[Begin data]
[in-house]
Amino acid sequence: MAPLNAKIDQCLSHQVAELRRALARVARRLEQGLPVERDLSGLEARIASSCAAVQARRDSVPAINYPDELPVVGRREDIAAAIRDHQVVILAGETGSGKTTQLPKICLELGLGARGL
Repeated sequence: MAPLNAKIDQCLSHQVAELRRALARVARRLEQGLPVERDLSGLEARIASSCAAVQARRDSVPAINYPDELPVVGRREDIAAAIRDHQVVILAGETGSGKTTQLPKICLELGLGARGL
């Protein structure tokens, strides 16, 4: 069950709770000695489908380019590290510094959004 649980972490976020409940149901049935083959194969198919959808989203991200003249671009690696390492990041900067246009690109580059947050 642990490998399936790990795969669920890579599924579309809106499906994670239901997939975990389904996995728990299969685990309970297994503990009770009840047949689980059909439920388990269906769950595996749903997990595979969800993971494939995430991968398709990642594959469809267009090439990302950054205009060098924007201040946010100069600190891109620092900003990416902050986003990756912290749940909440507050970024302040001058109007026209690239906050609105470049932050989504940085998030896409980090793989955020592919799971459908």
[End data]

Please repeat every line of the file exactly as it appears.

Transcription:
[in-house]
Amino acid sequence: MAPLNAKIDQCLSHQVAELRRALARVARRLEQGLPVERDLSGLEARIASSCAAVQARRDSVPAINYPDELPVVGRREDIAAAIRDHQVVILAGETGSGKTTQLPKICLELGLGARGL
Repeated sequence: MAPLNAKIDQCLSHQVAELRRALARVARRLEQGLPVERDLSGLEARIASSCAAVQARRDSVPAINYPDELPVVGRREDIAAAIRDHQVVILAGETGSGKTTQLPKICLELGLGARGL
């Protein structure tokens, strides 16, 4: 069950709770000695489908380019590290510094959004 649980972490976020409940149901049935083959194969198919959808989203991200003249671009690696390492990041900067246009690109580059947050 642990490998399936790990795969669920890579599924579309809106499906994670239901997939975990389904996995728990299969685990309970297994503990009770009840047949689980059909439920388990269906769950595996749903997990595979969800993971494939995430991968398709990642594959469809267009090439990302950054205009060098924007201040946010100069600190891109620092900003990416902050986003990756912290749940909440507050970024302040001058109007026209690239906050609105470049932050989504940085998030896409980090793989955020592919799971459908």